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Ken Hits The Big Time

October 10, 2015

Our own Ken is featured in the Wall Street Journal

Christopher Chabris just wrote a wonderful piece on cheating titled “High-Tech Chess Cheaters Charge Ahead.” Chabris is a research psychologist who is well known for his book The Invisible Gorilla, written with Daniel Simons.

Today I want to point out that the piece is in this Saturday’s review section of the Walll Street Journal.

Often this section is reserved for commentary on politics or the economy or some other issue of the week. But this week our own Ken Regan is featured as the expert on chess cheating. Wonderful. Here is a short part of the article—see the article on-line for the rest.


Ken Regan, an international chess master and computer scientist, has developed a software tool that automates the process of comparing human and computer moves, and flags suspicious cases. The approach is sophisticated: It doesn’t suggest that, say, current world champion Magnus Carlsen is a cheater just because his moves often match those of a computer. That’s to be expected. Mr. Regan instead finds cases in which players matched computer moves much more often than expected, given their skill levels and the situations on the board.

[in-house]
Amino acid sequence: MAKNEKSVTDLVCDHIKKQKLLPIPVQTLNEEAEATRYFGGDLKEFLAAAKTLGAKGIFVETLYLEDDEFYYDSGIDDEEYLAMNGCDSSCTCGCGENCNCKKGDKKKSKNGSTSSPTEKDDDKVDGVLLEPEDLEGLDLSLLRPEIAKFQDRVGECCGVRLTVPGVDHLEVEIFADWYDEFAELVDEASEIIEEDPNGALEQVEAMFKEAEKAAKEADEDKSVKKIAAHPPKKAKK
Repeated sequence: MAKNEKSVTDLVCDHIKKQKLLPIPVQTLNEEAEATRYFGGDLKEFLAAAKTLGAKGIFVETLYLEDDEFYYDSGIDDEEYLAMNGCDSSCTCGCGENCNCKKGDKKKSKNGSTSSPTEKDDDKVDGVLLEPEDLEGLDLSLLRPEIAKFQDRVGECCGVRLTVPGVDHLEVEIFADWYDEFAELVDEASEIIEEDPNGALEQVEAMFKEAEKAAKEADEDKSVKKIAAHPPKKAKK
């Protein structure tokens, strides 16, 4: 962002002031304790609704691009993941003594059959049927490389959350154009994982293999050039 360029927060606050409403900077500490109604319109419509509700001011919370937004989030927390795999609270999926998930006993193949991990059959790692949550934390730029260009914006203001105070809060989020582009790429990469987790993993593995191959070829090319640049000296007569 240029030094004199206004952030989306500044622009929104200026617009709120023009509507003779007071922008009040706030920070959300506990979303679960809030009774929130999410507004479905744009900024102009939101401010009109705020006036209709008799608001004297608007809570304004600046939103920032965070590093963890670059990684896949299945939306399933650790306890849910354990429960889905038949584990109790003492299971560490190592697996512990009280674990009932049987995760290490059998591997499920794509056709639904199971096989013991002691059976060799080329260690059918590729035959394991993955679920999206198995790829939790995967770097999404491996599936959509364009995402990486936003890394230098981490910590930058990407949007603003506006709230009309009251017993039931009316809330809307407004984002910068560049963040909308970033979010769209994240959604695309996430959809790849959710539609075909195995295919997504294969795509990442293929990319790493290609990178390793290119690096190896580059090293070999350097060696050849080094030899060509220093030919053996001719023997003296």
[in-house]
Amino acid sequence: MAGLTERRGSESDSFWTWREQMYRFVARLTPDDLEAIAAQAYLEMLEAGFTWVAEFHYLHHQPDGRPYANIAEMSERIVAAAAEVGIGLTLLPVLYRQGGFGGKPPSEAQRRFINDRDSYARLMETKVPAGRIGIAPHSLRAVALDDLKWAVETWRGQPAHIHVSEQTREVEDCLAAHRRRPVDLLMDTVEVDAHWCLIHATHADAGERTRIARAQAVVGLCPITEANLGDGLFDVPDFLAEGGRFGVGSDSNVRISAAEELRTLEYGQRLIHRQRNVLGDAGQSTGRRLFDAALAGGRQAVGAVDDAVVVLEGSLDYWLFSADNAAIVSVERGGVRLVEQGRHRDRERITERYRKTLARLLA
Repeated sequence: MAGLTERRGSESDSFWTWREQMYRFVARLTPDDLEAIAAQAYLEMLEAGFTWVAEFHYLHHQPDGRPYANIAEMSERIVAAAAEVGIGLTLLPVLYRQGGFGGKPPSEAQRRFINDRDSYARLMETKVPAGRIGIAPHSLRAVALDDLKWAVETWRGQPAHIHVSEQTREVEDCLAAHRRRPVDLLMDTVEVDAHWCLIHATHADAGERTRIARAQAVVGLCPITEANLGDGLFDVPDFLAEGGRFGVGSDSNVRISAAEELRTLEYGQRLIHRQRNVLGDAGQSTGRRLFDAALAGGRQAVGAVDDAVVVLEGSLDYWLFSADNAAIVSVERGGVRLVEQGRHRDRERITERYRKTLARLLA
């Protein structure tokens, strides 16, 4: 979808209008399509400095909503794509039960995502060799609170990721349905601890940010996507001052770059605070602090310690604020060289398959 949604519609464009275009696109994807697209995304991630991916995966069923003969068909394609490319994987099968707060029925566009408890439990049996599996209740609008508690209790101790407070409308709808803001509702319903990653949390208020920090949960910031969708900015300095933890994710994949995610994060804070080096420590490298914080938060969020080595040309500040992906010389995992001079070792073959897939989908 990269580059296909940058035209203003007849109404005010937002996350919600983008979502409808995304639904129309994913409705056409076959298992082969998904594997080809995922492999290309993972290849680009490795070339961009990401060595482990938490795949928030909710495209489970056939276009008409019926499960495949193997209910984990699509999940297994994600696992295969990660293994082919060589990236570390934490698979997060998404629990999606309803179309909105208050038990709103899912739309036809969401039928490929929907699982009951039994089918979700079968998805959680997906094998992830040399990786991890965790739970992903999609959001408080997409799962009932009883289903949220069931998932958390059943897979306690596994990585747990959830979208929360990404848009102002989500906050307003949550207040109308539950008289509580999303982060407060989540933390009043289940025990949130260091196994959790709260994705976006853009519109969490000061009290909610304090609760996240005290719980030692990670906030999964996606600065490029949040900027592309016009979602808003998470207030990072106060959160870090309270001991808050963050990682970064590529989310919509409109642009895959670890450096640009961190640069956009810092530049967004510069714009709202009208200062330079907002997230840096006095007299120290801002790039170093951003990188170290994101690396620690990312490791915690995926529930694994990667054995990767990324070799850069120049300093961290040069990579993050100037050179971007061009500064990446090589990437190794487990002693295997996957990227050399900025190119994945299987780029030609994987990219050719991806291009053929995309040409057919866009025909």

Open Problems

Read not just the article but some of the comments. One offers a way to try and stop the problem:

I’m no electronics expert, but wouldn’t it be possible for a location holding a major tournament to install some sort of jamming device that would interfere with signals?

Jamming is usually illegal, and I do not think it would solve the problem anyway. But it does raise the problem: is there some way to stop chess cheating? For now we have Ken to thank for at least a post-factor method of detecting cheaters.

Again congratulations to Ken.

5 Comments leave one →
  1. Tam permalink
    October 10, 2015 9:14 pm

    What about airport-style security right before players approach the chess table? That way you know there’s no metals/electronics on them when they play the game.

    • October 11, 2015 7:37 am

      (Tam and Bill) That is done for the highest-level events, but the FIDE Anti-Cheating guidelines which I helped write do not impose this on all ranks of tournaments.

  2. William Gasarch permalink
    October 11, 2015 9:47 am

    Yeah Ken. (I would have put an exclamation point but your spam-blocker often doesn’t like that.)

    How common is cheating in chess? Hopefully your work will serve as a deterrent.

    Does airport-style security work to stop it? If so then why not have it on less-high-level events?

    bill g.

  3. delazeur permalink
    October 12, 2015 12:00 pm

    It’s an open that the Secret Service uses jamming to protect the U.S. President from remote control attacks. (Apparently people’s cell phones stop working when they are close to him.) Obviously that’s a special circumstance, but the legality question is interesting.


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